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   Apr 14

Of course homeopathy doesn’t work – but patients don’t want to hear it

The medical establishment dismisses homeopathy, but many people are willing to defend it – often because they finally feel heard by alternative medicine practitioners

All my children were resolutely bald for the first two years of their life. I didn’t mind, but the concern of a woman at playgroup made up for my lack of it.

Convinced that baldness signified a “bodily imbalance”, she exhorted me to seek homeopathic treatment. I was recommended a practitioner who had successfully treated the woman’s own children for asthma, colic and school-related stress. All her treatments were natural, safe, guaranteed to work, and relatively cheap at $40 apiece. My poor daughter, routinely mistaken for a boy, would soon flaunt Rapunzel-like hair. And what more, my private health insurance would cover her transformation.

When I politely demurred, the woman’s irritation was obvious. “You western doctor types”, she shook her head disapprovingly, “you just can’t bear to think that you don’t have all the answers.”

Comprehensive research by the well-regarded Australian NHMRC concluded this week that homeopathy is ineffective. Prominent doctors declared it unethical to prescribe, and health funds told to stop subsidising it.

To the medical community fed up with quackery, the results simply confirm an established fact. But as the ensuing furious exchange shows, to those who would cure an infant’s baldness with homeopathy, the conclusion is just another example of the bias of conventional doctors against something they don’t want to learn about. The establishment dismisses homeopathy, but a million Australians are willing to embrace it, defend it, and ridicule the evidence against it.

As an oncologist, I am no stranger to patients who would happily spend the consultation trying to convince me of the salutary benefits of apricot kernel or lavender extract. Discussions of homeopathy as a viable alternative to chemotherapy cause their own share of disagreement. But how does one handle these testy conversations? Time-honoured tools include rolling one’s eyes, declaring that a patient is mistaken, and gradually disengaging, all practiced with varying degrees of subtlety. They only serve to alienate patients who still need our help and partnership.

Users of alternative health take any number of unknowable and even dangerous products, but they all tend to describe one common element – they feel heard. They sense sympathy for their condition, they feel respected, and they are drawn to the appeal of a simple explanation even if it’s wrong.

“I don’t care if homeopathy is crap, but it’s the only place someone really listens to me”, said a patient. In other words, what people hanker for is human communion, a rare commodity in modern medicine whose absence is noted by opportunists.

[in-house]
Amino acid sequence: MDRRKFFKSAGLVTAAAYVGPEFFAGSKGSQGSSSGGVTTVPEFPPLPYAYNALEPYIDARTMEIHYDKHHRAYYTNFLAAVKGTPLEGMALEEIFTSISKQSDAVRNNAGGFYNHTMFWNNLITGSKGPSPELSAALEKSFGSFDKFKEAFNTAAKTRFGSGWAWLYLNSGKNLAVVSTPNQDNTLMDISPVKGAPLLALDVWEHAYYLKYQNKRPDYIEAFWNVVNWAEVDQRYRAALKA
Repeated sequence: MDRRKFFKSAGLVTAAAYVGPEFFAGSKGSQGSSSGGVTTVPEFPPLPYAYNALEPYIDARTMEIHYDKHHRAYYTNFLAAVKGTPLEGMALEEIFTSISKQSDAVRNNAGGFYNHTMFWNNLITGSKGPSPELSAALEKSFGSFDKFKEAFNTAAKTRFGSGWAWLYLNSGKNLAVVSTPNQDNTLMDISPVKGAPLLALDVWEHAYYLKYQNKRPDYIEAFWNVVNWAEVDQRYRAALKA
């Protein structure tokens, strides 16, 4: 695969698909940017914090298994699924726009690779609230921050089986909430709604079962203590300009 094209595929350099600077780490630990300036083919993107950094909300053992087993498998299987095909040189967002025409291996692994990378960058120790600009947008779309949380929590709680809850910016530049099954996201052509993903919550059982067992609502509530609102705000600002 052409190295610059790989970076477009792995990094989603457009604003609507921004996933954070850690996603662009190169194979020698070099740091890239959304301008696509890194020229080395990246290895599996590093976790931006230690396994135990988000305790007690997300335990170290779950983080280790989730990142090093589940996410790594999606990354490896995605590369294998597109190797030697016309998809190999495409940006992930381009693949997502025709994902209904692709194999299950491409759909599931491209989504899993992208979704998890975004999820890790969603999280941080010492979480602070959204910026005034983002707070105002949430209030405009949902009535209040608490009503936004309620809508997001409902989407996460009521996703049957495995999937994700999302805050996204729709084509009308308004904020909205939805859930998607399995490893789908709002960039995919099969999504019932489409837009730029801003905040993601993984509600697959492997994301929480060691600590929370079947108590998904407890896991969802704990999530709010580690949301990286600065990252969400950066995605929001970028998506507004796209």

The research findings make me reflect that doctors can either spend their time wondering why people can’t see what’s good for them, or we can seek to improve our communication with patients to at least partly address the reasons people turn to alternative health practitioners. And here, medical training is widely thought to do an inadequate job.

The more medicine advances, the more nuanced it becomes. On a ward round, absolute answers to thorny issue are missing. Should a deeply unconscious stroke patient be artificially fed and for how long? Should a competent woman be allowed to return to a dozen cats, rancid food and an unsafe home? How does one broach a not for resuscitation directive with somebody who doesn’t realise the gravity of his disease? Is the patient refusing treatment in denial or is she reasonably declining the poor offerings?

The answers have less to do with following a strict medical protocol than with skilfully navigating difficult and deeply sensitive conversations with vulnerable patients and anxious relatives. These conversations require a range of skills including medical expertise, but also a greater measure of compassion, empathy and patience. Time and again it is not the smartest doctor who helps the patient, but the one who takes the time to listen, who is at ease with uncertainty and who can articulate a viewpoint without seeming arrogant or defensive. Patients say that even when the news is bad, the way it is delivered can sustain hope or shatter it.

As a trainee oncologist, I participated in a memorable workshop with a simulated patient who tactfully told me that I needed to lift my act. I found the experience transformative, more so than memorising all the chemotherapy protocols.

Anyone who has encountered a doctor appreciates that there is an art to medicine. But by and large, we allow doctors to practice medicine with minimal training in how to hone this art and how to communicate effectively with patients. There is an entrenched belief that either the skill is inherent, or that one will eventually master it. On the contrary, it requires regular practice, good role models and robust mentoring.

With or without research to expose homeopathy as bogus, the believers will prevail in their view. Dismissing them outright doesn’t really advance the issue, but we could use the opportunity to examine the role of doctor-patient communication in driving people to seek the false reassurance of alternative remedies.

Source: The Guardian

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